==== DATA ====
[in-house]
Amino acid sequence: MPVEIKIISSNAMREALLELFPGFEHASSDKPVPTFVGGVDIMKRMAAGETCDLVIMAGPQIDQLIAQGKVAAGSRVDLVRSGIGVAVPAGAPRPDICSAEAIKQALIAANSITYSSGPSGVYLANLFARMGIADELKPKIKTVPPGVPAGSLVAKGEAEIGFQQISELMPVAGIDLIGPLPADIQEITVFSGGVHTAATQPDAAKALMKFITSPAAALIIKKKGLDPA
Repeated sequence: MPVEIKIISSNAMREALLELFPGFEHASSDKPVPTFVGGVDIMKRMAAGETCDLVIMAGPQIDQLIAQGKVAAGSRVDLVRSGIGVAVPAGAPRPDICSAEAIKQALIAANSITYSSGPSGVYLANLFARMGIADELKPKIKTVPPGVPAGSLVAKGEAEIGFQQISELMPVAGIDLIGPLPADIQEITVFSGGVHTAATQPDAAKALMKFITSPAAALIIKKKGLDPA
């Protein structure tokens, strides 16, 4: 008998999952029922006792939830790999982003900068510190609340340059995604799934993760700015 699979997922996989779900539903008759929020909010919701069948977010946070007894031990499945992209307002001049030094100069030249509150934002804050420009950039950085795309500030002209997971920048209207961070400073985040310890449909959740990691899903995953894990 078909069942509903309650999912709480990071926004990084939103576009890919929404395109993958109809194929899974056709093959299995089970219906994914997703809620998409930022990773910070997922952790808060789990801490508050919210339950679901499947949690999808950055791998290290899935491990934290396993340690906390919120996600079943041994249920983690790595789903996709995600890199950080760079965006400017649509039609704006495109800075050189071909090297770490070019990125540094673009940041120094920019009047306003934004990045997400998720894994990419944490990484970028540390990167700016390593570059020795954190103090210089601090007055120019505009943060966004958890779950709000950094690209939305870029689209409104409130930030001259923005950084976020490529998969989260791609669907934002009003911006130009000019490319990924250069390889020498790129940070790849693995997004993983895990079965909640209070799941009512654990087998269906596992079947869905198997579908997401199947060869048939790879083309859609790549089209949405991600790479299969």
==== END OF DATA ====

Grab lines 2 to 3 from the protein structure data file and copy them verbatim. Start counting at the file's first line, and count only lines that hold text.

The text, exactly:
Amino acid sequence: MPVEIKIISSNAMREALLELFPGFEHASSDKPVPTFVGGVDIMKRMAAGETCDLVIMAGPQIDQLIAQGKVAAGSRVDLVRSGIGVAVPAGAPRPDICSAEAIKQALIAANSITYSSGPSGVYLANLFARMGIADELKPKIKTVPPGVPAGSLVAKGEAEIGFQQISELMPVAGIDLIGPLPADIQEITVFSGGVHTAATQPDAAKALMKFITSPAAALIIKKKGLDPA
Repeated sequence: MPVEIKIISSNAMREALLELFPGFEHASSDKPVPTFVGGVDIMKRMAAGETCDLVIMAGPQIDQLIAQGKVAAGSRVDLVRSGIGVAVPAGAPRPDICSAEAIKQALIAANSITYSSGPSGVYLANLFARMGIADELKPKIKTVPPGVPAGSLVAKGEAEIGFQQISELMPVAGIDLIGPLPADIQEITVFSGGVHTAATQPDAAKALMKFITSPAAALIIKKKGLDPA